High-employment-growth firms: defining and counting them
Many high-growth firms are the youngest and the smallest firms, but much of the job creation attributable to high-growth firms comes from older firms.
Employment growth is a key indicator of labor market performance. Particularly following recessions, policymakers look for the appropriate levers to pull that will accelerate employment growth. For several decades, it has been thought that small businesses are the fountain of job growth. This thinking is backed up by data from the Business Employment Dynamics (BED) program at the Bureau of Labor Statistics (BLS). The BED data show that firms with fewer than 500 employees—the criteria often used for defining small firms—account for about two-thirds of net jobs created.1 However, the BED data also show that 99.5 percent of all firms have fewer than 500 employees and represent 54.5 percent of total private employment.2
Recent thinking in the economic and policymaking communities is that young firms and small firms are a key source of job growth.3 Small firms are both young and old, and many well-established small firms are not job generators—the corner grocery store comes to mind as well as other examples, such as neighborhood restaurants and the local dry cleaners. But some entrepreneurs dream of finding an untapped niche and starting a business that will grow to national stature; these are the entrepreneurs that policymakers have in mind when thinking of the generators of future jobs. However, the problem with targeting young, small businesses as the focus of job creation is that the outcomes of new businesses are diverse. Some new businesses grow phenomenally, but 20 percent of newly created establishments don’t survive their first year in business, 32 percent don’t survive their first 2 years, and 50 percent don’t survive their first 5 years.4
To focus on those businesses that are truly job creators, economists and policymakers are now talking about “high-growth firms.”5 High-growth firms are a very small subset of all firms but contribute substantially to job creation. In this article, we use the BED data to provide estimates of the number of high-growth firms and their contribution to employment growth in the U.S. economy. We find that 2 percent of all firms in 2009 were high-growth firms during the 2009–2012 period, yet these relatively few high-growth firms were responsible for 35 percent of all gross job gains by firms that expanded their employment over that period.
Defining high-growth firms
The first step towards estimating the number of high-growth firms and their contribution to employment growth is to define what high-growth firms are. This task, more challenging than may at first appear, starts with the Organisation for Economic Co-operation and Development (OECD) definition of high-growth firms: firms with 10 or more employees that have average annualized growth greater than 20 percent per year over a 3-year period, as measured by employment levels or employee turnover.6
One issue for defining high-growth firms is the period over which growth is measured. Note that the OECD uses a 3-year period. If the period is short—say, a year—then firms with temporary contracts might be classified as high-growth firms even though their employment growth is temporary and their employment levels will decline when the contract is completed. The period for defining high-growth firms should be long enough such that short-run transitory changes in employment are not falsely measured as high growth. For this reason, the OECD-definition focus on growth over 3 years seems appropriate.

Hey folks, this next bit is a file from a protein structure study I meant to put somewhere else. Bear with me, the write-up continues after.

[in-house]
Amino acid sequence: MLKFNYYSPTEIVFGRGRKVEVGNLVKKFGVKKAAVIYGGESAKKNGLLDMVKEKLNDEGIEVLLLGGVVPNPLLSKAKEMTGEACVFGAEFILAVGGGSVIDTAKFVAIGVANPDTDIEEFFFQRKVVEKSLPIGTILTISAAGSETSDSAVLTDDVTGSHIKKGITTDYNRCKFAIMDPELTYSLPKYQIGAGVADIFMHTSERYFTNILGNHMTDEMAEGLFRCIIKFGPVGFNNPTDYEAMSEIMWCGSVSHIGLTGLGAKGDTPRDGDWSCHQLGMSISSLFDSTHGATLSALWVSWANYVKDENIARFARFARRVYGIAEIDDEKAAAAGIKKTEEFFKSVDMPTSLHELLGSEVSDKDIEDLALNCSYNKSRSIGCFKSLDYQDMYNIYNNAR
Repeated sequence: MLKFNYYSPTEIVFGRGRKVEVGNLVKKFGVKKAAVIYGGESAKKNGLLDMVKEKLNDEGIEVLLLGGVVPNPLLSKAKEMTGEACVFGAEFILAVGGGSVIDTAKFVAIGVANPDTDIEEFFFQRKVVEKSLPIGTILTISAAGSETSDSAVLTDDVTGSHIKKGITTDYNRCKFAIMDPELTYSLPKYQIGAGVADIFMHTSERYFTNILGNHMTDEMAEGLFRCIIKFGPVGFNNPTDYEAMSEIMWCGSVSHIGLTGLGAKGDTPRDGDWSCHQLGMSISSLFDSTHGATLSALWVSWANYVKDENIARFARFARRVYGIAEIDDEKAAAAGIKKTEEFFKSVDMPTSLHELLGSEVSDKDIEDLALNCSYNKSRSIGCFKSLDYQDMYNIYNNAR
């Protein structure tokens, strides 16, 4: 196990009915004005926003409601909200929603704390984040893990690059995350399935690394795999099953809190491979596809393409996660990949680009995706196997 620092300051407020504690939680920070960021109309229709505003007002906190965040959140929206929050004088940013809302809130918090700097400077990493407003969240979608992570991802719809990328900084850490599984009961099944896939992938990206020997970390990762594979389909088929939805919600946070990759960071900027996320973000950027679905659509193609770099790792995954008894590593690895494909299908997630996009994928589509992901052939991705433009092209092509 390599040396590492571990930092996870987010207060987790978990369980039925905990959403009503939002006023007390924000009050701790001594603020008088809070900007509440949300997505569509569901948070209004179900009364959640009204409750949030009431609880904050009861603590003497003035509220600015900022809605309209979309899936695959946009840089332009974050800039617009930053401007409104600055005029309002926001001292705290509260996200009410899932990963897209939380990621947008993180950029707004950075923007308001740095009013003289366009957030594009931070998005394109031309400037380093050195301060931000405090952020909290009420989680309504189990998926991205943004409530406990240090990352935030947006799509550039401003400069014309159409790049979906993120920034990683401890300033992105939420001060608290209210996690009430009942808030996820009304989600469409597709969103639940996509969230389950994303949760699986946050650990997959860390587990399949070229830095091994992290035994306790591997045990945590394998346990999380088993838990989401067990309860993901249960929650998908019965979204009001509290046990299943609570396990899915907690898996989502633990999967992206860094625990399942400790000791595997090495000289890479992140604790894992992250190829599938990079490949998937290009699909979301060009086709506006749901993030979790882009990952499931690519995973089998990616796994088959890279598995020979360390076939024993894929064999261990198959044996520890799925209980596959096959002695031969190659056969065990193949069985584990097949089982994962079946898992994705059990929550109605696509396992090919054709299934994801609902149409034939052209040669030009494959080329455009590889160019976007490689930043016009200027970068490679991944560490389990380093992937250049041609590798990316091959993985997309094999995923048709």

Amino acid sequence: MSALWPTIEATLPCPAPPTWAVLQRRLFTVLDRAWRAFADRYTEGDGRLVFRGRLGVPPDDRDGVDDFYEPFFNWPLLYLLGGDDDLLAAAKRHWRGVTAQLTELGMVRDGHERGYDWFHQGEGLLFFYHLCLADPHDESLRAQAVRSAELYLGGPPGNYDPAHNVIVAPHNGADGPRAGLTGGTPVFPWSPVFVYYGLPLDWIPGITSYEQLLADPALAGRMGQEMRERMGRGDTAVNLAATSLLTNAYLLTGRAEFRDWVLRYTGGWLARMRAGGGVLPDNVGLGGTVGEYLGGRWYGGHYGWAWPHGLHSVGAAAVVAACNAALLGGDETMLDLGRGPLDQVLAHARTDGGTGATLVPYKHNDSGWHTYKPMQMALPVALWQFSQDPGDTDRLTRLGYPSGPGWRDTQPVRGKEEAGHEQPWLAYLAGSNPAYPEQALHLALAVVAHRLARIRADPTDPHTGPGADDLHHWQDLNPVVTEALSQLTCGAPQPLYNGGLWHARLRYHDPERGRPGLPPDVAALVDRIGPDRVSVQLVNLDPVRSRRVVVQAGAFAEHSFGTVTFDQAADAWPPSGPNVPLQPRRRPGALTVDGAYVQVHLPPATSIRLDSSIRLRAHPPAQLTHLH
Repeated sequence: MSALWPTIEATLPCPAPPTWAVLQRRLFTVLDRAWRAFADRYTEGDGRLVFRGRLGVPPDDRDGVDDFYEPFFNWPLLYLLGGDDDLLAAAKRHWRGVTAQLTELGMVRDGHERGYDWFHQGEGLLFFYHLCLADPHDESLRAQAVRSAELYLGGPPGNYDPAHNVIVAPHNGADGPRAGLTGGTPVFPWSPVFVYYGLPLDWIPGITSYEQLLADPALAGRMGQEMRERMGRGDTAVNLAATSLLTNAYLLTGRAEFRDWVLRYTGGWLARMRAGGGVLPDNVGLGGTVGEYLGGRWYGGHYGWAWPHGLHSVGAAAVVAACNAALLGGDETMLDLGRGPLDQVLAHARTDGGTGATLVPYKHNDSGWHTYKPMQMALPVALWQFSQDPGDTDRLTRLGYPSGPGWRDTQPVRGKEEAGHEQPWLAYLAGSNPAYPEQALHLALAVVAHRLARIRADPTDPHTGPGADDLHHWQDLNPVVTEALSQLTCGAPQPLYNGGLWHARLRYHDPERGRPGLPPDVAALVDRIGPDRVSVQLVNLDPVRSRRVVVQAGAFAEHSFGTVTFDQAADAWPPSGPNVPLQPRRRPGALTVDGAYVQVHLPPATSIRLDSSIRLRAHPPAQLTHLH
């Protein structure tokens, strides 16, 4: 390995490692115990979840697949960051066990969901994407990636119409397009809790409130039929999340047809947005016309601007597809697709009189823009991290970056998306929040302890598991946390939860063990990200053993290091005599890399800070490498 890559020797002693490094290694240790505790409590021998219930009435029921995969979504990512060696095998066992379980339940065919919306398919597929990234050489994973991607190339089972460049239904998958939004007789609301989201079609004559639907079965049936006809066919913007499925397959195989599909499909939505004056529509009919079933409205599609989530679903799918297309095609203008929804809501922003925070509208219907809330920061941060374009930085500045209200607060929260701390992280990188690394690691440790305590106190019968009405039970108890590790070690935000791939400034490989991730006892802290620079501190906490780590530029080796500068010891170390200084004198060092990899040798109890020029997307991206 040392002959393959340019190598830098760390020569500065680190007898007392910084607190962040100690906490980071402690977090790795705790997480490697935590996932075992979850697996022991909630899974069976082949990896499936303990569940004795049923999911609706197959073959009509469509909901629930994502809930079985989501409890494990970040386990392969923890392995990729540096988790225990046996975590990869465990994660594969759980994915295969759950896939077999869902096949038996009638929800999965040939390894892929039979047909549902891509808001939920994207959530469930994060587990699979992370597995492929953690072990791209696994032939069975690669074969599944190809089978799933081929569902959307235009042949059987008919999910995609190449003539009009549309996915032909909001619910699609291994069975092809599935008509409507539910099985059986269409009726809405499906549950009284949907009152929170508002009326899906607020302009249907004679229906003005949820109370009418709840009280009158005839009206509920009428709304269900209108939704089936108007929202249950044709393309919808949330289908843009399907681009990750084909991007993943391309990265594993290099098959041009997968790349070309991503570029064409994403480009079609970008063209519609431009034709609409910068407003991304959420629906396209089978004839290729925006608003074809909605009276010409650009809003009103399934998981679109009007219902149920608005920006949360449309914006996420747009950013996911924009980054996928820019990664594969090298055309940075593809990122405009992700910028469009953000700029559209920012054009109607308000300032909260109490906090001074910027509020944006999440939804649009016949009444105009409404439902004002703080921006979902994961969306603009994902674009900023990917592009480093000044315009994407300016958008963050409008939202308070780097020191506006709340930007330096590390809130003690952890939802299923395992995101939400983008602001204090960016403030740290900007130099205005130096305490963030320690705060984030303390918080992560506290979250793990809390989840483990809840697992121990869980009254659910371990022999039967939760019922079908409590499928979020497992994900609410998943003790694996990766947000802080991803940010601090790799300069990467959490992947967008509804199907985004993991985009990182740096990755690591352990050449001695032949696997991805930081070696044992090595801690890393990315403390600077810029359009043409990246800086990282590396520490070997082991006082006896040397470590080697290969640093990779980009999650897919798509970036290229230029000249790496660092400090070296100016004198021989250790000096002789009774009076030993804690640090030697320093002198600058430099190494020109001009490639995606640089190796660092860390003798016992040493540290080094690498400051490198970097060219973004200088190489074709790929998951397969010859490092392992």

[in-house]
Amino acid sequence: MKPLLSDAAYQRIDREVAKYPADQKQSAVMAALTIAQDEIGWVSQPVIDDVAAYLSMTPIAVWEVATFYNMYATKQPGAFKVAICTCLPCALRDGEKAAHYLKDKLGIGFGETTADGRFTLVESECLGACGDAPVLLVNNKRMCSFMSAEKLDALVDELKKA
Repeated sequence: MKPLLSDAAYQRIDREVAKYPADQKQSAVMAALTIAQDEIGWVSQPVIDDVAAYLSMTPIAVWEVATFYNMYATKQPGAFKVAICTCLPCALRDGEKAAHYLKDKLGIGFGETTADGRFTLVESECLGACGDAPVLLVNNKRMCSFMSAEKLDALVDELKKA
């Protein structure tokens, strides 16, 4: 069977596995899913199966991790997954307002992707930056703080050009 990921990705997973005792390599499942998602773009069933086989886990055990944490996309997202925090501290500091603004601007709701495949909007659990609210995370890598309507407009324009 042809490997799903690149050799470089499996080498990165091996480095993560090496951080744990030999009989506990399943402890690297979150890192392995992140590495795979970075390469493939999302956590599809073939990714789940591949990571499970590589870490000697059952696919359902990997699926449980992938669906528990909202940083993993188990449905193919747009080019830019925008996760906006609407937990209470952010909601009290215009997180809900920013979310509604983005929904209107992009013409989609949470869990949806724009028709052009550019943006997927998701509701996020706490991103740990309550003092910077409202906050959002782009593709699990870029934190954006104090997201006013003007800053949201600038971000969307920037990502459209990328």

1 Sherry Dalton, Erik Friesenhahn, James Spletzer, and David Talan, “Employment growth by size class: comparing firm and establishment data,” Monthly Labor Review, December 2011, pp. 3–12, http://www.bls.gov/opub/mlr/2011/12/art1full.pdf.
3 John C. Haltiwanger, Ron S. Jarmin, and Javier Miranda, “Who creates jobs? Small vs. large vs. young” (Cambridge, MA: National Bureau of Economic Research, working paper no. 16300, August 2010), http://www.nber.org/papers/w16300.
4 Carol Leming, Akbar Sadeghi, James R. Spletzer, and David M. Talan, “The role of younger and older business establishments in the U.S. labor market,” Issues in Labor Statistics, Summary 10–09, August 2010, http://www.bls.gov/opub/ils/pdf/opbils86.pdf.
5 See Dane Stangler, “High growth firms and the future of the American economy,” Kaufman Foundation Research Series: Firm Formation and Economic Growth, March 2010; K. Mitusch and A. Schimke, “Gazelles—high-growth companies,” European Commission, Enterprise and Industry, January 31, 2011, http://ec.europa.eu/enterprise/policies/innovation/files/proinno/gazelles-final-report_en.pdf; and David B. Audretsch, “Determinants of high growth entrepreneurship,” report prepared for the OECD and Danish Business Authority, “High-growth firms: local policies and local determinants” workshop, March 28, 2012, http://www.oecd.org/cfe/leed/Audretsch_determinants%20of%20high-growth%20firms.pdf.
6 The OECD definition is from the “Eurostat-OECD manual on business demography statistics,” 2007 edition. We have replaced the term “enterprises” in the OECD definition with the term “firms.” Much of our discussion in this section is similar to the text in Sven-Olov Daunfeldt, Niklas Elert, and Dan Johansson, “The economic contribution of high-growth firms: Do definitions matter?” HUI working paper no. 35, January 1, 2010.